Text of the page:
The way the trailer was cut together (or at least the one I've seen) made it seem like she would take a backseat to the U.S. Navy SEAL team that would eventually be inserted into the area where bin Laden is supposedly hiding. That is not the case at all and in hindsight it was foolish of me to assume such a thing. At one point it is aptly said that this, what we are seeing is her "baby". The character of "Maya" hasn't done anything else in the twelve years that she was with the CIA. It is because of that level of dedication that we sympathize with her; when a lead turns out to be false or a friend ends up being killed in a meet-gone-wrong. I seriously hope that she receives the recognition that at this point is greatly overdue.

It isn't my intention to push aside any one actor, actress or their performance, but the only others worth mentioning were those of Jason Clarke's "Dan" and, to an extent, Joel Edgerton's "Patrick". While the latter isn't given much screen time, the former is one of the first people we see. Before I started this review I was well aware of the controversy that has come to surround "Zero Dark Thirty". From allegations of partisanship to improper access to classified information and a pro-toture stance, I can understand where such things would be called into question. I do not agree with them personally, certain things had to be done that wouldn't be liked to find bin Laden and it was up to those people to live with them.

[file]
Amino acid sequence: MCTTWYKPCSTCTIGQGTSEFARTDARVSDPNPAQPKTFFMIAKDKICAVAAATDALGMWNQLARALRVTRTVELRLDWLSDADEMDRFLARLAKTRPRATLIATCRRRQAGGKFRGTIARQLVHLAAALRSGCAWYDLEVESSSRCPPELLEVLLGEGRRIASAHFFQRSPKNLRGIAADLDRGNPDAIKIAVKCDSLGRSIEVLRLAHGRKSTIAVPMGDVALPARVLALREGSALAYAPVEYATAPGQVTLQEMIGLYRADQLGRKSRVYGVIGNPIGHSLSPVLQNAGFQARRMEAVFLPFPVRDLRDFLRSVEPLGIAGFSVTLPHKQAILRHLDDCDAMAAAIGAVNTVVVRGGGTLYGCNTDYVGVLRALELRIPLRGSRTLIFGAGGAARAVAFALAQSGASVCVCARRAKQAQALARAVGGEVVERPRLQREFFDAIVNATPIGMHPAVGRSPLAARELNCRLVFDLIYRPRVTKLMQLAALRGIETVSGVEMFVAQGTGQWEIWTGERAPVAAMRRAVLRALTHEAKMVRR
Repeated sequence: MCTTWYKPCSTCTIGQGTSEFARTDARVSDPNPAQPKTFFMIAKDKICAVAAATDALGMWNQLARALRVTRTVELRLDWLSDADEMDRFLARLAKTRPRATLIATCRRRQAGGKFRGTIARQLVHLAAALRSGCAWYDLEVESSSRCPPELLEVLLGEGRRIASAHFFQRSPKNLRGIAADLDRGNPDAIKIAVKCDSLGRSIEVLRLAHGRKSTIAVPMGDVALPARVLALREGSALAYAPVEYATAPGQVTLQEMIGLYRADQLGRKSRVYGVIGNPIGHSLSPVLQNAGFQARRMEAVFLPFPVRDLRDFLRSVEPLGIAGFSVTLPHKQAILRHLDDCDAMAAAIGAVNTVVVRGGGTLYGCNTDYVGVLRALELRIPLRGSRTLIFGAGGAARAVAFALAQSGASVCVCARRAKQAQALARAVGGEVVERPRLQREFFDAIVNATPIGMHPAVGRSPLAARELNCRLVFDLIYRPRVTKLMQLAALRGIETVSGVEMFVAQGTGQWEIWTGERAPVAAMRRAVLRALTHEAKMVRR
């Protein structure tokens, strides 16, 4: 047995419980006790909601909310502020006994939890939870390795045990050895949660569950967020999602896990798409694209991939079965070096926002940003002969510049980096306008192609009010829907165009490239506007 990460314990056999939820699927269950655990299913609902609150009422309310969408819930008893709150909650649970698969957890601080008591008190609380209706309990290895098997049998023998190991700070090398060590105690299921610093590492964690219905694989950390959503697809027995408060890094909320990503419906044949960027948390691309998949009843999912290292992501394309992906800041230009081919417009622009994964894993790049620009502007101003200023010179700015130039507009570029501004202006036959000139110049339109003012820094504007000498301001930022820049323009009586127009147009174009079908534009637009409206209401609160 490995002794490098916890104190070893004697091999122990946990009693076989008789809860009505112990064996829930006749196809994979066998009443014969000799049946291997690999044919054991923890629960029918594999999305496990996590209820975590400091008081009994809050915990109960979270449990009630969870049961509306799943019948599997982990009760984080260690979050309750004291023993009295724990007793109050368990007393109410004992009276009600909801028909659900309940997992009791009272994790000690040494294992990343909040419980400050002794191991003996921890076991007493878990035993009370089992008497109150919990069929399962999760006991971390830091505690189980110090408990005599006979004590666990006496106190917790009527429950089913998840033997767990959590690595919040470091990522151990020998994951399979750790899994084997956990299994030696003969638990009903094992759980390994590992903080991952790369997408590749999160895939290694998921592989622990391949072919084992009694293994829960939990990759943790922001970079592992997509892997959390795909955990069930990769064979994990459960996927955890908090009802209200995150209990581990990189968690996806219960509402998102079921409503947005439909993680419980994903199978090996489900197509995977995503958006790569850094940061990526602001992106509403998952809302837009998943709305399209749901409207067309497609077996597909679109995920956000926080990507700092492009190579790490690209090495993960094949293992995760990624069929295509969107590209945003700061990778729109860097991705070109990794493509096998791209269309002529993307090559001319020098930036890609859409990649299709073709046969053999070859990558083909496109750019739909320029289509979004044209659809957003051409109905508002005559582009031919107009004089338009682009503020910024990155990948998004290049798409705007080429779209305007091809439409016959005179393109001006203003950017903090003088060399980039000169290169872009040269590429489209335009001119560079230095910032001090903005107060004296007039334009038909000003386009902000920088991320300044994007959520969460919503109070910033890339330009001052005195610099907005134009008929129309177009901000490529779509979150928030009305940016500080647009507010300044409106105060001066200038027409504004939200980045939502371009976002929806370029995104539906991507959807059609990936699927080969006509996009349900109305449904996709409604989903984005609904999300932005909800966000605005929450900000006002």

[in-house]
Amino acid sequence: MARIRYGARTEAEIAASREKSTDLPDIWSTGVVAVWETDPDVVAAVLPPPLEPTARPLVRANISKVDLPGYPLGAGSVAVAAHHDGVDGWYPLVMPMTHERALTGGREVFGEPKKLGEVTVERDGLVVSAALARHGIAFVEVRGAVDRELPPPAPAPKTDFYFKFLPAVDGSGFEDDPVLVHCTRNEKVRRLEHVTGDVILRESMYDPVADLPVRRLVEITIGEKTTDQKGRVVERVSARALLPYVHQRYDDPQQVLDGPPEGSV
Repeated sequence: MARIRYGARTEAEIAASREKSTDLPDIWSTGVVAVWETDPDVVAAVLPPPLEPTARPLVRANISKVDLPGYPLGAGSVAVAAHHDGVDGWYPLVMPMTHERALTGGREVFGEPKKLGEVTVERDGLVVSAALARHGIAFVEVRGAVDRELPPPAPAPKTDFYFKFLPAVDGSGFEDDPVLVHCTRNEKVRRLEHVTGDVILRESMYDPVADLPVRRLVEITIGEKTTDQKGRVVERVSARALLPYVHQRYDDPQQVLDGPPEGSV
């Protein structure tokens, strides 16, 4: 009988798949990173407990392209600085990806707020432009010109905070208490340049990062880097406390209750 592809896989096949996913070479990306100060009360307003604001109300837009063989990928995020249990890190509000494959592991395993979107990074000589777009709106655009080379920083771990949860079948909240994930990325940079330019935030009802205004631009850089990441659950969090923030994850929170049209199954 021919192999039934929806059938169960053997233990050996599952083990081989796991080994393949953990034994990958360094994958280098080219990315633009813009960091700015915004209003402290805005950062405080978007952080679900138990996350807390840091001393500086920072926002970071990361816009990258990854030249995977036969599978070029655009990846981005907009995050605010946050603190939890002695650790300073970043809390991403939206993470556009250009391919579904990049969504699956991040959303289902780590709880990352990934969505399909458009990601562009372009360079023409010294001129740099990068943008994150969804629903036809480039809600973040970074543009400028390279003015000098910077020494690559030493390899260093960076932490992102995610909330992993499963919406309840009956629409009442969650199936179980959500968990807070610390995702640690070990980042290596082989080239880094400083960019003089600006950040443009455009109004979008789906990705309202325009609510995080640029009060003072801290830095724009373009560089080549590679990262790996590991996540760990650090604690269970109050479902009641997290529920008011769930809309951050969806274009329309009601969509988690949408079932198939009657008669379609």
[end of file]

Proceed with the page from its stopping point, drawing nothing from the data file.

As expected, the most exciting, intense sequence was when Joel Edgerton and his SEALs stepped into the two helicopters that will taken them to the compound in question. As enjoyable as that part was, the scenes that I found more interesting than anything else was when the SEALs had their night vision on and we were looking through their perspective. There was little to no music played during that portion of the film; the only sounds that were heard were the hushed voices of the men involved, the silenced gunshots, and occasional explosions made by breaching charges. But by far the moment that had me on the edge of my seat and bated breath was when one of the SEALs called out, "Osama!"

To this day I can still remember the address made by president Obama stating, "We got him."

Even though they will never be properly recognized for the seemingly endless hours of poring over research and every other material imaginable, I would like to thank them for putting as much continued effort into the greatest manhunt in history. And I would recommend this movie to anyone who enjoyed Kathryn's previous movie "The Hurt Locker". While I would not be surprised if another director attempted to cover this topic, I seriously doubt anyone else will be able to do it as well.

This was a review by tMG, thank you for reading.

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Re: Kathryn Bigelow's "Zero Dark Thirty"

Post by frang on Mon Jan 14, 2013 2:15 pm

Sorry, but fictional portrayals of real events always leave me cold. Call it the Military Channel Syndrome if you will. The real stuff about the real stuff is much more interesting and appealing than Hollywood's attempts to make a buck off of real stuff. I suppose it's why I haven't gone to see Lincoln, even though I'm an immense admirer of the real man.

I'm not totally consistent in this, since I do like The King's Speech very much, and I do like a few war movies. And I loved Gangs of New York. I have no problem with historical settings for my fictional entertainment. But generally speaking, I try to keep my facts and my fiction separate. The hype around both Lincoln and this movie don't help the matter, either.